A standard briefing is requested for flights that are due to depart within six hours, and requires the following information:
Type of flight (VFR or IFR).
Cruising true airspeed.
Proposed departure time.
Proposed cruising altitude.
Route of flight.
Estimated time en route.
Fuel on board
An Outlook briefing is requested if your proposed departure time is six hours or more in the future.
And an abbreviated briefing is requested to update an earlier briefing.
Each of these briefings will give you current weather information for airports along your route, forecasts and winds aloft.
What is No-Go Weather
No-go weather is when weather conditions are too bad to fly. What constitutes as no-go weather can be determined by your local flight environment and skill level, but here are some general no-go weather conditions:
Visibility less than 3 miles
Ceilings below 1000 feet
Crosswinds over 20 knots
Weather is a big factor in having a safe and successful flight, so make sure you take the time to get accurate weather briefings before each flight.
Whether you’re just learning how to become a pilot or your gearing up for a career in aviation knowing how to obtain a weather briefing is an essential skill every pilot should master.
Do you dream of taking to the skies as a qualified airline pilot?
Whether you’re looking for a career change or pursuing a lifelong dream, in this guide we’ll walk you through all of the requirements you’ll need to fulfill to become a commercial airline pilot.
Use the navigation to skip down to navigate to any specific section you’d like to learn about first.
The Pilot Shortage
Right now is perhaps one of the best times to become an airline pilot.
Currently, there is a massive shortage of qualified pilots, and airlines all over the world are looking to hire talent. In most cases, the companies are desperate for you to join their flight team.
The demand for pilots is largely being driven by the ever growing demand for air travel.
According to research by Boeing, the industry will need more than 804,000 new pilots by 2037. Airbus also shows an analysis that states it requires over 450,000 new airline pilots by 2035.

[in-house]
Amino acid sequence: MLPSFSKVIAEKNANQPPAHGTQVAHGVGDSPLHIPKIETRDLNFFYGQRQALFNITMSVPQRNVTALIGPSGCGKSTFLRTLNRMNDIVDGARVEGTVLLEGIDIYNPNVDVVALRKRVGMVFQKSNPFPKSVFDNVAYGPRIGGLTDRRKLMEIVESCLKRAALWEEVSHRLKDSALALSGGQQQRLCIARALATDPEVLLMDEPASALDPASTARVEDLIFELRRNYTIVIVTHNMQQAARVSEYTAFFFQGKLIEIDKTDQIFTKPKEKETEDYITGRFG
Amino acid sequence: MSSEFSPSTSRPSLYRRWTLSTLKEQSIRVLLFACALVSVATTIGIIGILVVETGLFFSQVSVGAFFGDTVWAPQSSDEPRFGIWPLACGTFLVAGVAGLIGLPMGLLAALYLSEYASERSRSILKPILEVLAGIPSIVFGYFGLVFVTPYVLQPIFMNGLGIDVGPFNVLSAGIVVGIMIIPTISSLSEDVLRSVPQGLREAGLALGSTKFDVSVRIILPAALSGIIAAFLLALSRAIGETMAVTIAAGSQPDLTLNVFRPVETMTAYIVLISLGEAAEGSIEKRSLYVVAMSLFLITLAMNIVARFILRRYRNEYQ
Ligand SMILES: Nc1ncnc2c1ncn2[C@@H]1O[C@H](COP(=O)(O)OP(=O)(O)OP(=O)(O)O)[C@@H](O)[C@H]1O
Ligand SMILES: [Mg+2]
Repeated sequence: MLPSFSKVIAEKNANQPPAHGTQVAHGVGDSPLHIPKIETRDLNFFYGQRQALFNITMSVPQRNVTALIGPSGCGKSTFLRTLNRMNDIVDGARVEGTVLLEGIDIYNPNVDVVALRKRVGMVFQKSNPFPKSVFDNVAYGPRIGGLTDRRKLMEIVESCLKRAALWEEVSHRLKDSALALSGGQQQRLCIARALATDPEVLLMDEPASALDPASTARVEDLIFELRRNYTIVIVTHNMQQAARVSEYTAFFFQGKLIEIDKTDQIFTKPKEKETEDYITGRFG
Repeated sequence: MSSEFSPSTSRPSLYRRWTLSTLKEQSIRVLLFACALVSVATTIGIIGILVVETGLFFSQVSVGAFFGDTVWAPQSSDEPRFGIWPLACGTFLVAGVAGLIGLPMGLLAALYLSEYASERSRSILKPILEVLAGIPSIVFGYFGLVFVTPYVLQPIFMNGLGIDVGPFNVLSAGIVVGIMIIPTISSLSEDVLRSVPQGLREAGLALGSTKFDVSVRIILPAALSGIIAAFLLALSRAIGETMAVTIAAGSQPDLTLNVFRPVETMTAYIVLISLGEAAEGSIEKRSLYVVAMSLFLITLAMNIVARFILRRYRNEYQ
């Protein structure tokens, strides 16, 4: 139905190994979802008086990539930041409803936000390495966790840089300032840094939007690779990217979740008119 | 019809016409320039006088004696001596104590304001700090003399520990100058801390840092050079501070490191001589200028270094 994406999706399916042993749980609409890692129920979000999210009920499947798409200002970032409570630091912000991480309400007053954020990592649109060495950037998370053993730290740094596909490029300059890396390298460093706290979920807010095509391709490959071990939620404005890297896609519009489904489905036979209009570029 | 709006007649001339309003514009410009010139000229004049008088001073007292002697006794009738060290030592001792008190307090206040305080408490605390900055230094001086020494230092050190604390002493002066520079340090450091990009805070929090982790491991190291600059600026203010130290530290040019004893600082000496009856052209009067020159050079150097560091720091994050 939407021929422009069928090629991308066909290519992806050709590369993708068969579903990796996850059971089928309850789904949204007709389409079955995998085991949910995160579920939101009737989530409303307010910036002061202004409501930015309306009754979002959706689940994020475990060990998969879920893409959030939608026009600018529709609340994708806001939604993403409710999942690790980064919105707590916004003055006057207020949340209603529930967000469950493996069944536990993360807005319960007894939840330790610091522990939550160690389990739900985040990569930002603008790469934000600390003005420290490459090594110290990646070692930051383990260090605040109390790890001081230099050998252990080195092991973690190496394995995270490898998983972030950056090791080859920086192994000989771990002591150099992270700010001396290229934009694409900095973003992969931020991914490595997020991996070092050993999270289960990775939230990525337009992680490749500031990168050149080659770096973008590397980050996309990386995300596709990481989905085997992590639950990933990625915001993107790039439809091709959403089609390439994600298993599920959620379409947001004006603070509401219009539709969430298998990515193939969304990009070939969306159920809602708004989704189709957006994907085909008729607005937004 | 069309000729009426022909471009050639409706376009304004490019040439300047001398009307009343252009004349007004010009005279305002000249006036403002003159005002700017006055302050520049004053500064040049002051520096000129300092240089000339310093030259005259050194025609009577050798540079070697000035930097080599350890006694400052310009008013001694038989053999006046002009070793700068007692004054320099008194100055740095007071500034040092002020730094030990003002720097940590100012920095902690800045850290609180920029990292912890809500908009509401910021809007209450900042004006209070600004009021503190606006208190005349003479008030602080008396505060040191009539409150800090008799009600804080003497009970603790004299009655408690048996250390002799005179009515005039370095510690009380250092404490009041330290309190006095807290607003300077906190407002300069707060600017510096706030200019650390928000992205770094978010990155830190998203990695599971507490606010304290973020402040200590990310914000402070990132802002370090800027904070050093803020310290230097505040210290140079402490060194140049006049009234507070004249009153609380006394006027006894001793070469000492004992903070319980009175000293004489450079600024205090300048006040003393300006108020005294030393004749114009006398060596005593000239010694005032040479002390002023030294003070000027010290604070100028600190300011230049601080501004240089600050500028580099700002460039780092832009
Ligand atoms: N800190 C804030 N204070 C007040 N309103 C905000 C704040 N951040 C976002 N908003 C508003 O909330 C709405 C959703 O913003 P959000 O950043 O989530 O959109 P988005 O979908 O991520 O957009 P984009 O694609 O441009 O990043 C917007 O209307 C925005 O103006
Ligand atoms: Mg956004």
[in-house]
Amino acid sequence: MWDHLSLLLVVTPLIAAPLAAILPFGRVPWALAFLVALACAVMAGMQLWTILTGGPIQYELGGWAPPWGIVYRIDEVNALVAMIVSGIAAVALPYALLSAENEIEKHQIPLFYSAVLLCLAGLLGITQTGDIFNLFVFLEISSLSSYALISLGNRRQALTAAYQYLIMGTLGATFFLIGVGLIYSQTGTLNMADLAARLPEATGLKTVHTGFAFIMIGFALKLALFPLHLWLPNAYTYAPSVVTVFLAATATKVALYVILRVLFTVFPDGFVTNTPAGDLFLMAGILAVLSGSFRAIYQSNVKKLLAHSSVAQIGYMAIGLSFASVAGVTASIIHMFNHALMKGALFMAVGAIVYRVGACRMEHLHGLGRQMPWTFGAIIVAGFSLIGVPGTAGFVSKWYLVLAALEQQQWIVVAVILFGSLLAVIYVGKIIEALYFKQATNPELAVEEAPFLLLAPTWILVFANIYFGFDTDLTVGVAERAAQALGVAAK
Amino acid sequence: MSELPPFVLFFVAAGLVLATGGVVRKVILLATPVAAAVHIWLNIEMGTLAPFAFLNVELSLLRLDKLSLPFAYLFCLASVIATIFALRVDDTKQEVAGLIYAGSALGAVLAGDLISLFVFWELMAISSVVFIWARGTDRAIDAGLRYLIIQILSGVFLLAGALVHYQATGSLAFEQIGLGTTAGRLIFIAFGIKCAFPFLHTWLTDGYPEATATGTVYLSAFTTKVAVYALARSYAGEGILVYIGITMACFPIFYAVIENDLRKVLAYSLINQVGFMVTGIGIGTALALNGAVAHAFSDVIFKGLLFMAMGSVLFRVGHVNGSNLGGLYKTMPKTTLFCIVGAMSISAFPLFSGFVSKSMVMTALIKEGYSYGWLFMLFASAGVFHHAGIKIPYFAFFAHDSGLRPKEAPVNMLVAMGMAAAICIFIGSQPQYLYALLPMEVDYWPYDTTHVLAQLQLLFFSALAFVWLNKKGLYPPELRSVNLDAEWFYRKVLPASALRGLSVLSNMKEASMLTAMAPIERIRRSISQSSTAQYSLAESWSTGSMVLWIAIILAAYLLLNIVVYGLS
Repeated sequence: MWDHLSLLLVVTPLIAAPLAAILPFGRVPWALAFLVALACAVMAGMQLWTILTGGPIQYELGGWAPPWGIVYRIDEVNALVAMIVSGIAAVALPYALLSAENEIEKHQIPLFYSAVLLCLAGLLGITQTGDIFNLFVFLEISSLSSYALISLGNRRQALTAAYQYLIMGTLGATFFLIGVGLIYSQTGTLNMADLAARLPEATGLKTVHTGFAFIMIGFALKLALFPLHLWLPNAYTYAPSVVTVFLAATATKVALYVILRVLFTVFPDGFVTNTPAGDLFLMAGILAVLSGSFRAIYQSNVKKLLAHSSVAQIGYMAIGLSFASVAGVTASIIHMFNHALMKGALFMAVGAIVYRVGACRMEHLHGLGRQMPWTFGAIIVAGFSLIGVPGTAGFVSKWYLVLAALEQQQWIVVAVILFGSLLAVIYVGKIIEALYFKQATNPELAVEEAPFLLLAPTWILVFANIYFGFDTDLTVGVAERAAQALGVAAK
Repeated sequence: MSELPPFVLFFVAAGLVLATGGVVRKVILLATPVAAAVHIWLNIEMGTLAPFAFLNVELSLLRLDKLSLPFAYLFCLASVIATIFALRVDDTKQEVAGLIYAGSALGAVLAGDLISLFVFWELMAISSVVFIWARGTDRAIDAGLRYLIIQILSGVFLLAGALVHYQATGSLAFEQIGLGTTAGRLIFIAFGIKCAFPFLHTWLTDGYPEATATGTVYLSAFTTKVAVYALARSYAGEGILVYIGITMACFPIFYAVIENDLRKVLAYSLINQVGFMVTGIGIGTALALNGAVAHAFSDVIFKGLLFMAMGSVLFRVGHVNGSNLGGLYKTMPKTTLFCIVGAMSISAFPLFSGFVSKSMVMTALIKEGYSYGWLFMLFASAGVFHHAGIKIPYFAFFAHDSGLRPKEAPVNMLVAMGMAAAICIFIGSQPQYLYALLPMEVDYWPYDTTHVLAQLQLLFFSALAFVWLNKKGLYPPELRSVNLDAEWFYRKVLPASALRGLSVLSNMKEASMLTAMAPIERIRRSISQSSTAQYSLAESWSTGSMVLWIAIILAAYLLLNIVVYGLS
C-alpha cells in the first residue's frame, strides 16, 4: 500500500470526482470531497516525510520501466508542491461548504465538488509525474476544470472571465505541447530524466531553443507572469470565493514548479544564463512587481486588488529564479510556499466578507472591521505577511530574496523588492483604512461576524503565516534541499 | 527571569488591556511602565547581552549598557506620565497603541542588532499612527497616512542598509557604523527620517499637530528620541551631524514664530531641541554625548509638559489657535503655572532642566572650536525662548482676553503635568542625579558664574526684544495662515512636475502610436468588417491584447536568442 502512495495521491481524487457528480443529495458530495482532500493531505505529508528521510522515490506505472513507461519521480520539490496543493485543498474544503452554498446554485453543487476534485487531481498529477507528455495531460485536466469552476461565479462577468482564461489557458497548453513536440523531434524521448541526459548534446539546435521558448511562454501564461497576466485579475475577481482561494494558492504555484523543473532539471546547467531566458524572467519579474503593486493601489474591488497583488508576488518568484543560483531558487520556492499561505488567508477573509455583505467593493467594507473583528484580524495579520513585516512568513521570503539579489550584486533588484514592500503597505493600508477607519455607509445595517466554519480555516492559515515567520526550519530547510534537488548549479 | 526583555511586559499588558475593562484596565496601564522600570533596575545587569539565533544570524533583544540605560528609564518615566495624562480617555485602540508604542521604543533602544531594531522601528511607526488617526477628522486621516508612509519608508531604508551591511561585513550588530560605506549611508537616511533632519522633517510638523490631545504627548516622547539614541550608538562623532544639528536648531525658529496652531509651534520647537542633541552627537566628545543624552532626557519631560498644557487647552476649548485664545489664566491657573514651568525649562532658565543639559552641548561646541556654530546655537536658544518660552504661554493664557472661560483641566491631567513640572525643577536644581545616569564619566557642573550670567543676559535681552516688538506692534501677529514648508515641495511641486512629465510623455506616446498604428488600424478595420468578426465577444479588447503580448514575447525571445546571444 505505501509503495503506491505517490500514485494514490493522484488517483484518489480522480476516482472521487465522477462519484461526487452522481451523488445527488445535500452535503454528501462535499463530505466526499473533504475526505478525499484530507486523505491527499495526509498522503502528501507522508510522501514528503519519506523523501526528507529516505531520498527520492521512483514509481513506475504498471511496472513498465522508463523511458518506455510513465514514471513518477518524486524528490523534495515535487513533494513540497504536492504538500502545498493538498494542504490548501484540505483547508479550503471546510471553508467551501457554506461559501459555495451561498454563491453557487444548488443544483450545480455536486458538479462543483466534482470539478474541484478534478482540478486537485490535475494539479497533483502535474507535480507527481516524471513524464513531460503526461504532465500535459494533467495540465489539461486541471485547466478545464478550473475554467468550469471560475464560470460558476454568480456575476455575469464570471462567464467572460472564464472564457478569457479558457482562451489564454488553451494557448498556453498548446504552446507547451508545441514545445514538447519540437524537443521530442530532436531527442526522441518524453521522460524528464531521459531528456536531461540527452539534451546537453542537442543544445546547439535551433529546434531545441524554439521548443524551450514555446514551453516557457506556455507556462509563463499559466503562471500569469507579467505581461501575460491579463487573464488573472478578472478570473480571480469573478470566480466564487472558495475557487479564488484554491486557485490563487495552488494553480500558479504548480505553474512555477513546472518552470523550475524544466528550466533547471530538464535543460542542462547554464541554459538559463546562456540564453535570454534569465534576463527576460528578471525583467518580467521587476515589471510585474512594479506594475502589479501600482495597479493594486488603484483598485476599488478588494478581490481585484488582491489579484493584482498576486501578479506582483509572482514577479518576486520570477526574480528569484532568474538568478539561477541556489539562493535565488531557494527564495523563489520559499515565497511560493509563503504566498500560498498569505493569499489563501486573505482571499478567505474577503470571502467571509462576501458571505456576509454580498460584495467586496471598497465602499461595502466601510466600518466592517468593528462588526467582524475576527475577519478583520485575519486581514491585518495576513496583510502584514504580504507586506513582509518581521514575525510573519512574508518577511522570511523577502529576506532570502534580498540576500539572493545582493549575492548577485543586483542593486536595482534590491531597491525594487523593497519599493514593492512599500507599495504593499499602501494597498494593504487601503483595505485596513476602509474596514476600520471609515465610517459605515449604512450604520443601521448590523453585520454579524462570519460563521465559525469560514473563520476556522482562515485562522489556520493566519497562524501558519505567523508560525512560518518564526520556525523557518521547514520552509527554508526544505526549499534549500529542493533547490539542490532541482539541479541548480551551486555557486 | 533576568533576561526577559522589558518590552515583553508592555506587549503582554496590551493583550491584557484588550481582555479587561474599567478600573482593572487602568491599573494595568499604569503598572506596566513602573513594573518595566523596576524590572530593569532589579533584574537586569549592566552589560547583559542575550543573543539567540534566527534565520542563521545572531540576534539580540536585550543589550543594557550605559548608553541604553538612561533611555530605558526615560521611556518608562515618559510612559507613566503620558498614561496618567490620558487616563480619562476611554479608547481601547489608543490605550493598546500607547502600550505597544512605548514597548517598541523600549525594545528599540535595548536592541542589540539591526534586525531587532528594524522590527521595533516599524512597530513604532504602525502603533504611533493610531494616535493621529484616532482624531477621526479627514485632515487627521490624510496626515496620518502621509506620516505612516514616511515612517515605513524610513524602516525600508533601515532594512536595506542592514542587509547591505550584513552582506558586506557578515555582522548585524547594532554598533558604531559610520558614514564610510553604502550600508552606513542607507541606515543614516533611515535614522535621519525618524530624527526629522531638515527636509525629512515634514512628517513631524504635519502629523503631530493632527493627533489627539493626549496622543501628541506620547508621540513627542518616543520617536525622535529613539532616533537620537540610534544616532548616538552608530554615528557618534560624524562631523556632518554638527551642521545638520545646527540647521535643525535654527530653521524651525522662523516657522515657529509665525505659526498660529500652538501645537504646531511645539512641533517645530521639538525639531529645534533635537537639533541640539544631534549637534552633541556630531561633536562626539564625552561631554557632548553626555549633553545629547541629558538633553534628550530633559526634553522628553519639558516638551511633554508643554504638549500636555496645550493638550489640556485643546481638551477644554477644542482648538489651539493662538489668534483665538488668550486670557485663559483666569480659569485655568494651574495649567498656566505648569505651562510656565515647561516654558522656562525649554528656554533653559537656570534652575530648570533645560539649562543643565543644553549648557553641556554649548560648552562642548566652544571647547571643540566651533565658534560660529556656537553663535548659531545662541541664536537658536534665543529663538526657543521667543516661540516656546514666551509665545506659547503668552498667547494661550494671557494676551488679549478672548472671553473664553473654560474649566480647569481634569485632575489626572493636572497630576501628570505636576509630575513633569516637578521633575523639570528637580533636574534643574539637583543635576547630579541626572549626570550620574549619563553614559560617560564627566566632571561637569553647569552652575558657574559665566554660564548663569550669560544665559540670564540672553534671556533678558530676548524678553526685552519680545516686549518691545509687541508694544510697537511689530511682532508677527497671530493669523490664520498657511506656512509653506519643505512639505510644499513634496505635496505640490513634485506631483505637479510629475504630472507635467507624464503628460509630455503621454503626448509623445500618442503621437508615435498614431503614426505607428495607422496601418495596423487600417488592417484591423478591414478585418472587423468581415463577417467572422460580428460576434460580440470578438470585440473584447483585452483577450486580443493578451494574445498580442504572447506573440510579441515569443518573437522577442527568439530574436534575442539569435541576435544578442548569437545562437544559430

Every airline is feeling the pilot pinch.
According to 2017 data from the FAA, there were 609,000 active pilots in the industry. That number slipped from 827,000 pilots taking to the skies in 1987, for a 30-percent reduction in active pilots.
Retirements and tightening industry regulations are to blame for the current pilot crisis.
However, it means that there’s plenty of opportunities if you want to become an airline pilot. And you won’t struggle to find work once you’ve met all the requirements.
The current pilot shortage stretches around the globe. Markets in the Middle-East and the Asia-Pacific region in particular present enormous opportunities for airline pilots. Almost every company offers competitive and attractive packages for pilots that are willing to join their team.
How Long Does It Take to Become a Commercial Airline Pilot?
It may surprise you to learn that it only takes 2-3 months for you to obtain your private pilot certificate. After that it usually takes about 2-years to gain the flight time you need to qualify to become a commercial airline pilot.
During those two years of flying you’ll gain more certificates (detailed below) and slowly build up your hours.
Every pilot in the USA must have 1,500-hours of flight time in their logbooks before they get the chance to become an airline pilot.